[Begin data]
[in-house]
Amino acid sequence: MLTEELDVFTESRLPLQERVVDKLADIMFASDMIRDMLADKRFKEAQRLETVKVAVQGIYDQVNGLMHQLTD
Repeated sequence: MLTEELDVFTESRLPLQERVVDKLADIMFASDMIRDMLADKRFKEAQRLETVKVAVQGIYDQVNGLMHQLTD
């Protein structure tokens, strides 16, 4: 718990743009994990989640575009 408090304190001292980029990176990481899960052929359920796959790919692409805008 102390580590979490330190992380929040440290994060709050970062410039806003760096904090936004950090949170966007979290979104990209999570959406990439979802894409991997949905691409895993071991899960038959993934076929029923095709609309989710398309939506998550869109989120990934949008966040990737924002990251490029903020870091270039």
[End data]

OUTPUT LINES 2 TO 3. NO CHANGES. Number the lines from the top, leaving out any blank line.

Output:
Amino acid sequence: MLTEELDVFTESRLPLQERVVDKLADIMFASDMIRDMLADKRFKEAQRLETVKVAVQGIYDQVNGLMHQLTD
Repeated sequence: MLTEELDVFTESRLPLQERVVDKLADIMFASDMIRDMLADKRFKEAQRLETVKVAVQGIYDQVNGLMHQLTD